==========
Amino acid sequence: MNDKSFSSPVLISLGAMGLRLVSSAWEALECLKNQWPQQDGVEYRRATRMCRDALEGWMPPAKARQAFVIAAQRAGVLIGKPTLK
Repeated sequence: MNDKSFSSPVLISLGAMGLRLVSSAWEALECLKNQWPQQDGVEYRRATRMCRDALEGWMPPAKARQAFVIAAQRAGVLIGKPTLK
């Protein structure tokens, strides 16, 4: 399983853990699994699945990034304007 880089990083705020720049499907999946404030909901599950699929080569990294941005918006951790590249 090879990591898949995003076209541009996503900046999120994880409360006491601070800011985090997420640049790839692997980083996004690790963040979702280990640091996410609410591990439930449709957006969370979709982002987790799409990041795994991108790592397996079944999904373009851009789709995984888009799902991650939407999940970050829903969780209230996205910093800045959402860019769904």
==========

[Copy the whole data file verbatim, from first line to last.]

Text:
Amino acid sequence: MNDKSFSSPVLISLGAMGLRLVSSAWEALECLKNQWPQQDGVEYRRATRMCRDALEGWMPPAKARQAFVIAAQRAGVLIGKPTLK
Repeated sequence: MNDKSFSSPVLISLGAMGLRLVSSAWEALECLKNQWPQQDGVEYRRATRMCRDALEGWMPPAKARQAFVIAAQRAGVLIGKPTLK
């Protein structure tokens, strides 16, 4: 399983853990699994699945990034304007 880089990083705020720049499907999946404030909901599950699929080569990294941005918006951790590249 090879990591898949995003076209541009996503900046999120994880409360006491601070800011985090997420640049790839692997980083996004690790963040979702280990640091996410609410591990439930449709957006969370979709982002987790799409990041795994991108790592397996079944999904373009851009789709995984888009799902991650939407999940970050829903969780209230996205910093800045959402860019769904």